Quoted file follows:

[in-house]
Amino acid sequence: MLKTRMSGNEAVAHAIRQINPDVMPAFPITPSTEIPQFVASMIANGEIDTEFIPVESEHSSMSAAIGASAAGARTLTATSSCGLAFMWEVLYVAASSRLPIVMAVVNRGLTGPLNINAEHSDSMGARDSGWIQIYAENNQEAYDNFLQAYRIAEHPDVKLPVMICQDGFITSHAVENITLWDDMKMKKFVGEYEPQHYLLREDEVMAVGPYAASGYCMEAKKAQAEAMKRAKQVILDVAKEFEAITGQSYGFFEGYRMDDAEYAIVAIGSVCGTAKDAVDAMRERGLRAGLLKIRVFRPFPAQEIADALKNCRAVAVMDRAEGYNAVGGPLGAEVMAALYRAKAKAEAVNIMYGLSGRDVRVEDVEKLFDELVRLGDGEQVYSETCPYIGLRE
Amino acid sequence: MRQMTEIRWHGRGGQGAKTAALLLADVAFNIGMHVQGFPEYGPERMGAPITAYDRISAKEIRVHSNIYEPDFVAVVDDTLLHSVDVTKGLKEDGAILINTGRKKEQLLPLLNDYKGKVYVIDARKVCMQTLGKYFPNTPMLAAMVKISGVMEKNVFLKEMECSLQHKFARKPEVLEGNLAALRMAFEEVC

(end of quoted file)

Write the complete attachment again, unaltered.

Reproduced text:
[in-house]
Amino acid sequence: MLKTRMSGNEAVAHAIRQINPDVMPAFPITPSTEIPQFVASMIANGEIDTEFIPVESEHSSMSAAIGASAAGARTLTATSSCGLAFMWEVLYVAASSRLPIVMAVVNRGLTGPLNINAEHSDSMGARDSGWIQIYAENNQEAYDNFLQAYRIAEHPDVKLPVMICQDGFITSHAVENITLWDDMKMKKFVGEYEPQHYLLREDEVMAVGPYAASGYCMEAKKAQAEAMKRAKQVILDVAKEFEAITGQSYGFFEGYRMDDAEYAIVAIGSVCGTAKDAVDAMRERGLRAGLLKIRVFRPFPAQEIADALKNCRAVAVMDRAEGYNAVGGPLGAEVMAALYRAKAKAEAVNIMYGLSGRDVRVEDVEKLFDELVRLGDGEQVYSETCPYIGLRE
Amino acid sequence: MRQMTEIRWHGRGGQGAKTAALLLADVAFNIGMHVQGFPEYGPERMGAPITAYDRISAKEIRVHSNIYEPDFVAVVDDTLLHSVDVTKGLKEDGAILINTGRKKEQLLPLLNDYKGKVYVIDARKVCMQTLGKYFPNTPMLAAMVKISGVMEKNVFLKEMECSLQHKFARKPEVLEGNLAALRMAFEEVC